If almost every doctor needs to effectively manage a team, why don’t medical schools and residency programs teach students the skills they’ll need to oversee medical staff? For one thing, it’s hard to see where formal management training could fit in, since the four years of medical school and three years of residency are jam-packed with clinical education. But, according to Dike Drummond, a former primary care physician who now coaches doctors and blogs at the Happy MD, the problem goes deeper than that. “Why don’t they teach this in medical school?” he says. “It’s a blind spot.” Even worse, medical school and residencies can inadvertently teach doctors how to be bad managers.
Drummond, who describes the average doctor personality as “workaholic superhero Lone Ranger perfectionist,” says that doctors are trained, throughout medical school and their residencies, never to show signs of weakness. In most residency programs, says, M., “I don’t think people try to be humble, they try to be right. And that certainly doesn’t teach you how to motivate your staff.” Medical school and residency programs typically model an authoritarian, top-down model of management. “You just watch, go watch on rounds in a residency, watch an attending [physician] be a dictator over the care team that’s learning with them that day,” says Drummond. By the time doctors enter their own practice, they’ve had this militaristic form of leadership drilled into them and start treating their own staff the way they’ve been treated for the past seven years. “They train their people to never do anything without the doctor’s permission,” says Drummond.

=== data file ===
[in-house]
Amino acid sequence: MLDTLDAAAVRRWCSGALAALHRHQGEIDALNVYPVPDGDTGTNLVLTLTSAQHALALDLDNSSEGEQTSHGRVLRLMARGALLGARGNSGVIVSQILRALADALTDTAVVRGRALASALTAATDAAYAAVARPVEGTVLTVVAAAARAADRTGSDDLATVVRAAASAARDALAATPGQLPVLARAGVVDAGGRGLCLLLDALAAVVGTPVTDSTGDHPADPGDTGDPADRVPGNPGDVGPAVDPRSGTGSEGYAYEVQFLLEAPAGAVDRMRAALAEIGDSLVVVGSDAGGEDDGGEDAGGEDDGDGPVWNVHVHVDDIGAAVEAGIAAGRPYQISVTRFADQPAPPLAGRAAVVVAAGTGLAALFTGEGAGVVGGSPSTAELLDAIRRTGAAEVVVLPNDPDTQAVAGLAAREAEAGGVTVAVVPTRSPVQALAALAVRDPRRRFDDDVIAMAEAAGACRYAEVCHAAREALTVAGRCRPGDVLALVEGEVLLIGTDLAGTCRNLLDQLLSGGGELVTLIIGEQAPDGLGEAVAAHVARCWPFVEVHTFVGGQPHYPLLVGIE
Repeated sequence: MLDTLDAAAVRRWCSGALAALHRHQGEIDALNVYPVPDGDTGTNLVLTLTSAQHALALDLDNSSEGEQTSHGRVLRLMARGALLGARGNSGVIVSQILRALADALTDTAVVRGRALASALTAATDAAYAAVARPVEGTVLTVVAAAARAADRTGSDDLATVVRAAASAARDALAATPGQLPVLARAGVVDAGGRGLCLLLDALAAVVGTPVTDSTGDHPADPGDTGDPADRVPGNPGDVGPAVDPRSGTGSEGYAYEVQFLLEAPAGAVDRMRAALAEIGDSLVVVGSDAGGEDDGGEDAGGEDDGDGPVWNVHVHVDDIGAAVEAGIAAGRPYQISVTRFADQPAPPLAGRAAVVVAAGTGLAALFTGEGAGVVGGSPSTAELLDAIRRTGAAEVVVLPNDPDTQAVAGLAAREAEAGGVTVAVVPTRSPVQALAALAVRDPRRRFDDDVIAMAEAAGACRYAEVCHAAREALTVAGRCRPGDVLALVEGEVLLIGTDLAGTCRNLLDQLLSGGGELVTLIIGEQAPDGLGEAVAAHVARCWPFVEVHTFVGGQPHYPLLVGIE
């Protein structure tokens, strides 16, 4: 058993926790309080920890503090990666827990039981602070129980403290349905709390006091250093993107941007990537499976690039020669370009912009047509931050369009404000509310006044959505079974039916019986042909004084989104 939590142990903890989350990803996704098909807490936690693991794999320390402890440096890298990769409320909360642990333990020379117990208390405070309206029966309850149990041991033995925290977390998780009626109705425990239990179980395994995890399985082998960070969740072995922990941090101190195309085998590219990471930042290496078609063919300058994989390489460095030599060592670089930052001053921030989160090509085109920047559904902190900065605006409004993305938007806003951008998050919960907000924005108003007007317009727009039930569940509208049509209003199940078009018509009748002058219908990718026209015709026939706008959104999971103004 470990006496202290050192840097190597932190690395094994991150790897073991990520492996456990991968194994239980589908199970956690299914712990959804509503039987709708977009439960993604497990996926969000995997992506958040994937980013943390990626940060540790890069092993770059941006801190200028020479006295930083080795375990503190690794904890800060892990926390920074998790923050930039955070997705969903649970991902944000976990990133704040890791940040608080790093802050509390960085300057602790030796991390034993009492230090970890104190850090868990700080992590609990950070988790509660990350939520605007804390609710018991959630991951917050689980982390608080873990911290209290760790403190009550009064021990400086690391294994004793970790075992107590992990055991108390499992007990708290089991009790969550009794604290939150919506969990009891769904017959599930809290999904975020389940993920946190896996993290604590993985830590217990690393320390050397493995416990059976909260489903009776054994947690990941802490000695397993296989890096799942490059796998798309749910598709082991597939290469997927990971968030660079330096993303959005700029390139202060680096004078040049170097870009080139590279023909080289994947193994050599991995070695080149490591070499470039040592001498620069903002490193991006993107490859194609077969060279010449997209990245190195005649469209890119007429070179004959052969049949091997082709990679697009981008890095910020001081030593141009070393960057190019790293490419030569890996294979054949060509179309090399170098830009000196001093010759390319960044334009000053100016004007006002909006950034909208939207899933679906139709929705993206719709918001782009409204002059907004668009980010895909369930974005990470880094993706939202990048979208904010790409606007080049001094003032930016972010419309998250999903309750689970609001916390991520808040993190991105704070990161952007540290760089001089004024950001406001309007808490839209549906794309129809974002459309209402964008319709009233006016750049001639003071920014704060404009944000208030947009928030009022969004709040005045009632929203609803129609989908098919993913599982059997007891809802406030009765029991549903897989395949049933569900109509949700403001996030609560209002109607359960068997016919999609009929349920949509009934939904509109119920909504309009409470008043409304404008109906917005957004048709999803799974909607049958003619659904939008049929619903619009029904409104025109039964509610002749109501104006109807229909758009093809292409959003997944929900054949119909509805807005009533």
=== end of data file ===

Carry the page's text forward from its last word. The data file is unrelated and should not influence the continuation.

There are few resources for doctors who need help figuring out how to manage their staff. Physician executive MBA programs and “physician leadership” training programs, such as the one Keith Gray developed in Tennessee, are intended for doctors who either are or want to be high-ranking executives in a hospital system. They’re not much use to doctors working in the trenches.